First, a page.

The regional languages are at an alarming rate. The languages spoken in the North are in great danger due to globalization, colonization, and the influence of languages spoken around them. As they say, “the exclusion of the languages of these communities from spheres of state education and media”. Some of the northern languages that are in danger for the past two decades include Wakhi, Balti, Bateri, Kandal Shahi, Chilisso, Ormari, Yadgha, Lasee, Bhaya, and Datki. Badeshi used to be spoken widely in a remote snow-clad valley, deep in the mountains of northern Pakistan. It is now considered extinct. Only three people can speak them. Torwali is the dominant language of the area, which is itself under pressure from Pashto. It has pushed Badeshi to the brink in this valley.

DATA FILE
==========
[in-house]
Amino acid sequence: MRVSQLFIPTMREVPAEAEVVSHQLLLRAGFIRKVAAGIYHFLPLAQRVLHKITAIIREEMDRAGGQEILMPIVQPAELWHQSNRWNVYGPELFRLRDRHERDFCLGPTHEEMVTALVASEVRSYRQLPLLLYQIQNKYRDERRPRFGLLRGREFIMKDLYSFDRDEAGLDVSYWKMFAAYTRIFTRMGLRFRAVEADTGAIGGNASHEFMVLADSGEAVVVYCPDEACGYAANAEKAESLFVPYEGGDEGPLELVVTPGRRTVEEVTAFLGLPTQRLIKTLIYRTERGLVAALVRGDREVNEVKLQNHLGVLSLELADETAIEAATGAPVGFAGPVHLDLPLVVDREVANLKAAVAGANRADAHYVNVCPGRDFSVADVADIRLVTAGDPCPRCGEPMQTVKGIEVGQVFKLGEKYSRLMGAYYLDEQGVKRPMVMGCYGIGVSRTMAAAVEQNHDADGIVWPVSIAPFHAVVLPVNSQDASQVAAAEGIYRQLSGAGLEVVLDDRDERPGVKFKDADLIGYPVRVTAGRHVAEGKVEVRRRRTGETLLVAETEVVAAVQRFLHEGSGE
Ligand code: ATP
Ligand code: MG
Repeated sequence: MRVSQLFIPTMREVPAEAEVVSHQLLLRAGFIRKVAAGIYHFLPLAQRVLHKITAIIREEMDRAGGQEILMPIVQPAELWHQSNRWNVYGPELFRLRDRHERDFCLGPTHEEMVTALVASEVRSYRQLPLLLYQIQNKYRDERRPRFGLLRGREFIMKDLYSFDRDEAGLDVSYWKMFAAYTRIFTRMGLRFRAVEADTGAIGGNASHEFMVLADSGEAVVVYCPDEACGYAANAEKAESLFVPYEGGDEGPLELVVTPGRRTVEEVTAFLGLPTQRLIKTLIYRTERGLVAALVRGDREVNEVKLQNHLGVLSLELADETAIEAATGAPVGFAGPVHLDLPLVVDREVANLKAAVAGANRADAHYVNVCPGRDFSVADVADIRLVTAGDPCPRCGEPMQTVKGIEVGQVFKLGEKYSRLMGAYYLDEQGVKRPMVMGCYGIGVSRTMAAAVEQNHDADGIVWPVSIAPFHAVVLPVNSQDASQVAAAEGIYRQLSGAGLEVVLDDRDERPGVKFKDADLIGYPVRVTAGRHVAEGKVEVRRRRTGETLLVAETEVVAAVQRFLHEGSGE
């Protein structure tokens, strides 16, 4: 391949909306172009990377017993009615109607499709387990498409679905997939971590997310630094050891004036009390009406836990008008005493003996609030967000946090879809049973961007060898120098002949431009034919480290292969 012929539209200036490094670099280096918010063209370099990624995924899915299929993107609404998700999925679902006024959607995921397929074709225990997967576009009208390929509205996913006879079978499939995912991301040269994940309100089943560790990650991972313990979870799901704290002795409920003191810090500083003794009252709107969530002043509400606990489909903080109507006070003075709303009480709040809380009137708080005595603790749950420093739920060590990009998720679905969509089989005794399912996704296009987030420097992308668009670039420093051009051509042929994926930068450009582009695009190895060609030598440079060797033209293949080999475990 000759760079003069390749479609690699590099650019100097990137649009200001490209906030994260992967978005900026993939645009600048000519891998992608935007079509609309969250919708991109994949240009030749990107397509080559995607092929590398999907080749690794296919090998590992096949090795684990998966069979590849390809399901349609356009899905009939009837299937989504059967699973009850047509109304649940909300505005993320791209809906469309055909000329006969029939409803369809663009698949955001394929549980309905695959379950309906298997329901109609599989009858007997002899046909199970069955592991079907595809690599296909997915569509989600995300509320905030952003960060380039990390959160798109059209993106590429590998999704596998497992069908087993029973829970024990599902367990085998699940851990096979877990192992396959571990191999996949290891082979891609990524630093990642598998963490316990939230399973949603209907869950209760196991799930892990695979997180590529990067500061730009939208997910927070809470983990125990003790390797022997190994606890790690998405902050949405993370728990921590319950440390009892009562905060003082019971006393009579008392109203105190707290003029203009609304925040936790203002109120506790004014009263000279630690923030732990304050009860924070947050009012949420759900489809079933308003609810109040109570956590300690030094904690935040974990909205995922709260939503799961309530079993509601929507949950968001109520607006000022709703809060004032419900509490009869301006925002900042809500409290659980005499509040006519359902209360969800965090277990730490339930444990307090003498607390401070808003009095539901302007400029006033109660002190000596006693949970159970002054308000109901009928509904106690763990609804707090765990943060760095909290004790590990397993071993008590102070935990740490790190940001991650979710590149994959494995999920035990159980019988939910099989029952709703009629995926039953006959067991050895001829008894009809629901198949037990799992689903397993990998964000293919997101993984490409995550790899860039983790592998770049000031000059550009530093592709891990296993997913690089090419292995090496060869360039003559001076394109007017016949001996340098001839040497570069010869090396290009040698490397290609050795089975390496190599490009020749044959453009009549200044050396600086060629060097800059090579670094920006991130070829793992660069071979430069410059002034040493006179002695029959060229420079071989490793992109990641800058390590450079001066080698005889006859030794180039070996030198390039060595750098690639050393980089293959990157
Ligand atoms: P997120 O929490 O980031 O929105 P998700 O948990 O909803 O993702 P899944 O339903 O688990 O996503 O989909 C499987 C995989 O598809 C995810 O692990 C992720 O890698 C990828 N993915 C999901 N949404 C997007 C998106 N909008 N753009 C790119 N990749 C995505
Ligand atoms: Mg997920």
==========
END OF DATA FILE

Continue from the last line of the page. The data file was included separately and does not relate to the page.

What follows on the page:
Many languages have been mentioned in the census, which is very disturbing. This will lead to the loss of the languages. In KPK, legislators have tried to add 15 languages to the census form through a resolution.
Lok Virsa’s role is very important in this regard. Their stance for the mother tongue revival is very clear. They have also celebrated Pakistani Mother Languages Day in 2020 which shows their dedication towards the languages of Pakistan.
There is no database built for these languages. If this work isn’t done soon, we will lose a huge part of our heritage that has centuries hold culture. The areas that Pakistan is located have an old history of thousand years. Let’s not forget, the communities that do not take care of their heritages perish. We request the government to take initiatives to preserve languages as part of our cultural and regional identities.